- In the “Saved passwords” section, click on the three dots next to it, and select the item “Export passwords“.
- After that, choose a place to save the CSV file with passwords.
Remember that once you have uploaded your passwords to a separate file on your PC or laptop, this file is the same as the others – that is, it’s not password-protected and can be accessed by anyone. From this, we can conclude that you either have to put protection on your PC or immediately import them into the desired browser.
Is there a way to import Saved Passwords to Chrome
Now let’s consider a situation where you no longer want to use Microsoft Edge as your default web browser and you’ve definitely decided it’s time to switch to Chrome. Except that all your saved passwords are still there and you need to transfer them to the new browser. This is how to do it, so you don’t have to rewrite all the passwords manually:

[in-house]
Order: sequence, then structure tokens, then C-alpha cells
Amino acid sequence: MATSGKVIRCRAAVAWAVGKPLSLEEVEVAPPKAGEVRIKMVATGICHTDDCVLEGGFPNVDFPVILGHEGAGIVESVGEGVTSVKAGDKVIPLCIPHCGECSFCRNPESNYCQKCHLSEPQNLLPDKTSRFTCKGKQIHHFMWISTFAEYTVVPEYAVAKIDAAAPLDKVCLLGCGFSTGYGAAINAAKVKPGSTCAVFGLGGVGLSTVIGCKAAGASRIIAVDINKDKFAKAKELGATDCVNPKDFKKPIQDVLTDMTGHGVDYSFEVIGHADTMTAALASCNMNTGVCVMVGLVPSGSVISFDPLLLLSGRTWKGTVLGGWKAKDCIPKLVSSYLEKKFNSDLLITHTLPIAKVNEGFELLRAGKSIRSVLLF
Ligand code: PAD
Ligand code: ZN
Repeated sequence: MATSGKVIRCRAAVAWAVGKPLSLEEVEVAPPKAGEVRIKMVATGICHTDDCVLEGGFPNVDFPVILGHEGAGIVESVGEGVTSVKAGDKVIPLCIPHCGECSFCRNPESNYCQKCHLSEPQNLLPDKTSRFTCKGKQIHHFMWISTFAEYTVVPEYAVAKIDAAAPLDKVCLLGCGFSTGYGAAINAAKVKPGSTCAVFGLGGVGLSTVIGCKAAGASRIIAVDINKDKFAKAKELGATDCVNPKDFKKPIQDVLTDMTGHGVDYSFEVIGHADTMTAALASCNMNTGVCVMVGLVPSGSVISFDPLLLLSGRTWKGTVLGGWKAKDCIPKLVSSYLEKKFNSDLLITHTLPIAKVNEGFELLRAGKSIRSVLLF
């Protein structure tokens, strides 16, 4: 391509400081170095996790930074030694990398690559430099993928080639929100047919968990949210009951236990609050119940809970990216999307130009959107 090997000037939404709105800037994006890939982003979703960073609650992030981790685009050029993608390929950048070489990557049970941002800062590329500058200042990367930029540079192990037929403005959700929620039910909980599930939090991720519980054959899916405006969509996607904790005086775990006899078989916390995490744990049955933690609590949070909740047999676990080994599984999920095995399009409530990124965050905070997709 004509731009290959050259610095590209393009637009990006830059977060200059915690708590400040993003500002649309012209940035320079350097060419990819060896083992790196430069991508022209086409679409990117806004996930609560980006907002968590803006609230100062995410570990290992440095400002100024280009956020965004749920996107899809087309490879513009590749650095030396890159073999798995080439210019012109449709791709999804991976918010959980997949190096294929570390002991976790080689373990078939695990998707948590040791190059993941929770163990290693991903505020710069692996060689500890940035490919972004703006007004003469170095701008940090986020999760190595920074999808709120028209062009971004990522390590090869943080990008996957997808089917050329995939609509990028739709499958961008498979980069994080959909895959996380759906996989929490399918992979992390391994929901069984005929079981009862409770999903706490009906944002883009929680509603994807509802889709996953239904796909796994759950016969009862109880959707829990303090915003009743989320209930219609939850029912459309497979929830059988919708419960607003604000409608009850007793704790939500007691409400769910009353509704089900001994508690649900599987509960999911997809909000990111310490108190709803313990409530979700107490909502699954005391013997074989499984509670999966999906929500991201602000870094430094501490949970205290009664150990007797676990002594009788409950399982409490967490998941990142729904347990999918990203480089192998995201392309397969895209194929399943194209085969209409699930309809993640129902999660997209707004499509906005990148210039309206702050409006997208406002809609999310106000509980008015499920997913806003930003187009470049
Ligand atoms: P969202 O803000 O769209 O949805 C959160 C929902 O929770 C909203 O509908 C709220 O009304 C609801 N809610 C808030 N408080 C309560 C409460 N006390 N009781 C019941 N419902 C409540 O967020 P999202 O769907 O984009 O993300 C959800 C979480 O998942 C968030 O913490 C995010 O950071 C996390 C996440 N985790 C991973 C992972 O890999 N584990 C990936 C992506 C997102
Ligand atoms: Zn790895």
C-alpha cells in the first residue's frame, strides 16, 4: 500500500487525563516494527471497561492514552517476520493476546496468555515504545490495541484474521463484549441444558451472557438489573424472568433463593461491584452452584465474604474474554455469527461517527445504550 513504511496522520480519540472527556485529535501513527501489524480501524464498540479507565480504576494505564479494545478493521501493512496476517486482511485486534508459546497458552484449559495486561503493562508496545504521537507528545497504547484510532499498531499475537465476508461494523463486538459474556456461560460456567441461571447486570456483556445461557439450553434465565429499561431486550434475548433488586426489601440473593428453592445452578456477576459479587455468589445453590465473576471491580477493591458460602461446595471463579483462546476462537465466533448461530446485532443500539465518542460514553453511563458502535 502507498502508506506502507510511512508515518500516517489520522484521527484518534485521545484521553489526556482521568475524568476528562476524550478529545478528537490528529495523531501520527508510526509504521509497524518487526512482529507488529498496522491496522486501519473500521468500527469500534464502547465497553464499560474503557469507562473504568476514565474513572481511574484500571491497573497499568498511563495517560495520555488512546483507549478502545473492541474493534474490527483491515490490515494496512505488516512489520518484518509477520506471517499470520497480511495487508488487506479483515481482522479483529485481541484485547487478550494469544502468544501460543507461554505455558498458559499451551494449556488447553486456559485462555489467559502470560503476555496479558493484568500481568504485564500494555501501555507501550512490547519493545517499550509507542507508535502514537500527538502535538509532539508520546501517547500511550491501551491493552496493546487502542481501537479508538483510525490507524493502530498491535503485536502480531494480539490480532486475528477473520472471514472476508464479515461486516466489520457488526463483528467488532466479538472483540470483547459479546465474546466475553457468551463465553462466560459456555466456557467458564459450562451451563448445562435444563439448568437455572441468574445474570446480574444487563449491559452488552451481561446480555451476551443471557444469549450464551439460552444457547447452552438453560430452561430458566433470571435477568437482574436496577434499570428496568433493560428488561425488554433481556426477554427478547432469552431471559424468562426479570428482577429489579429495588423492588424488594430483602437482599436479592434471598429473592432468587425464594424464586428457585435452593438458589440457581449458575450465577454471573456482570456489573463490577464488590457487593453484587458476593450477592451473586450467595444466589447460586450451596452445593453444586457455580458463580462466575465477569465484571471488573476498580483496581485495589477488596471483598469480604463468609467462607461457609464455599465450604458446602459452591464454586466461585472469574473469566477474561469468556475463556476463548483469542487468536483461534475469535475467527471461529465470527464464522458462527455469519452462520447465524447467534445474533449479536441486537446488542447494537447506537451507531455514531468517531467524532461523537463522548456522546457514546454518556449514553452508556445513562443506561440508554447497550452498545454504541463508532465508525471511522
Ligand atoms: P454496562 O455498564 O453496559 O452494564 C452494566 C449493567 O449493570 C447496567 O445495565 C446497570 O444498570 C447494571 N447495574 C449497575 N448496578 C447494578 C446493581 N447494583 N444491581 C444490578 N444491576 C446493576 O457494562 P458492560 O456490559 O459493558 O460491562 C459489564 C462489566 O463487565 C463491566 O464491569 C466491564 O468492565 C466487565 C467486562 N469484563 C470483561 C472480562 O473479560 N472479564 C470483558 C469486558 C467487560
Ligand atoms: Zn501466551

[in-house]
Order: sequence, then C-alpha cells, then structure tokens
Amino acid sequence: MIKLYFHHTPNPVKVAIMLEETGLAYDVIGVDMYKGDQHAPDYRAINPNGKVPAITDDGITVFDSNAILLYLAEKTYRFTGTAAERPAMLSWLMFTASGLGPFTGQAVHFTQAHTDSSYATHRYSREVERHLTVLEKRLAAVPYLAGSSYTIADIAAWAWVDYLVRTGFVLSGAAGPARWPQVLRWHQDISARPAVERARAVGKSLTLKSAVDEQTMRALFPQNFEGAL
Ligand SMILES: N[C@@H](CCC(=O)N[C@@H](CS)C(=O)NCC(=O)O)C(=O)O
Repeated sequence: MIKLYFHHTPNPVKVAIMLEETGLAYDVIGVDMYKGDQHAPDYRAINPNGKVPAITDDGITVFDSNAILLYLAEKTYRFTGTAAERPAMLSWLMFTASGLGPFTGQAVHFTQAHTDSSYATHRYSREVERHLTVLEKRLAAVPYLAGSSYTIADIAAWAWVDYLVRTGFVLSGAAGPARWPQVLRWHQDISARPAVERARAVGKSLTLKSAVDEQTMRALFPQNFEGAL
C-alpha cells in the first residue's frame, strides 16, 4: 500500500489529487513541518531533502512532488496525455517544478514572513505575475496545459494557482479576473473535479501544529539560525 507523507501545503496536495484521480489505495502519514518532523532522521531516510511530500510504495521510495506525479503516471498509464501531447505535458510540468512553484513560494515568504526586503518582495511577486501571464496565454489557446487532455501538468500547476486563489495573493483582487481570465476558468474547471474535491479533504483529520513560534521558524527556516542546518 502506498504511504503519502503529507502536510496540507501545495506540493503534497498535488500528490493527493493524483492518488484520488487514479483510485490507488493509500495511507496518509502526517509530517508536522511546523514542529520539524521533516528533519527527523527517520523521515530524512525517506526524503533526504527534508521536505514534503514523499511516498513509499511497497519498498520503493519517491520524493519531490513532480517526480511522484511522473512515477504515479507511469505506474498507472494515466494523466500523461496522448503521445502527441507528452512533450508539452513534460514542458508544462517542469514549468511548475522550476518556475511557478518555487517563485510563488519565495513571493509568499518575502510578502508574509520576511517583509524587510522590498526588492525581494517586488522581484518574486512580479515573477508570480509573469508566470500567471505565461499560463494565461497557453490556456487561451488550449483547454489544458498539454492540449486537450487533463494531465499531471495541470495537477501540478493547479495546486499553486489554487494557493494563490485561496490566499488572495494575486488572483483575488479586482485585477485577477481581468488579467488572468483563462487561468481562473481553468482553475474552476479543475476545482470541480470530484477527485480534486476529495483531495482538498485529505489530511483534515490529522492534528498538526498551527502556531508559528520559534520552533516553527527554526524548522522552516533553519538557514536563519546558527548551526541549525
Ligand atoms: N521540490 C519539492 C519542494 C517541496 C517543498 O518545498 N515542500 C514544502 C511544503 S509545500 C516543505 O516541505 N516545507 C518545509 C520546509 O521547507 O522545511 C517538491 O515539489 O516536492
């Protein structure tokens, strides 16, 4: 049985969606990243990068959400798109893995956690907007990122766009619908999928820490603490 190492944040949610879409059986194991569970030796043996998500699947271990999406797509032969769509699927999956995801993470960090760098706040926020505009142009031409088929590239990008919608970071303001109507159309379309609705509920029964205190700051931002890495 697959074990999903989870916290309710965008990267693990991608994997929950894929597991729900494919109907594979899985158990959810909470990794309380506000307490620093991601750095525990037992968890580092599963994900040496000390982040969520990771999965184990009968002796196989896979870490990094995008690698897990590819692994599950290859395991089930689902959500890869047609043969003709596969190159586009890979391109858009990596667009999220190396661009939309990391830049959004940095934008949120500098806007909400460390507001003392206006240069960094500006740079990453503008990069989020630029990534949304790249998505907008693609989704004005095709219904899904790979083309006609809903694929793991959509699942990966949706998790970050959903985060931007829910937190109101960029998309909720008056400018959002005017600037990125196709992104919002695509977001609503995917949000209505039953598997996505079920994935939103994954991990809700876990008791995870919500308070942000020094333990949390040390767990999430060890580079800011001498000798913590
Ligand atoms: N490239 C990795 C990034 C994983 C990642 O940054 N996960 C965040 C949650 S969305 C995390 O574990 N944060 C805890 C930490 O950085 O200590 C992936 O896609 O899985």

- Open Settings.
- At the very top of the “You and Google” section, select “Import bookmarks and settings“.
- In the menu that appears, select the desired browser and the desired items for import – in order for the passwords to be transferred, you must always check the item “Sites with saved passwords“. Then, click “Import“.
- When the import is completed, the corresponding window will be shown.
And if you eventually don’t like using the Chrome browser, you can delete your passwords at any time and switch to any other browser you like. Moreover, if passwords don’t want to import from another browser in a specified way (for example, from Firefox), then try to export passwords from that browser manually to a CSV file and then import them according to the instructions below.
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How to import Saved Passwords from a CVS file
By default, Google Chrome disables the ability to import passwords from a CSV file – so the first thing to do is to enable it. Depending on the version of Chrome, you can do it in different ways. To enable the ability to import passwords in the Google Chrome browser, you need to run it with a special parameter -enable-features=PasswordImport. To do this, perform the following steps: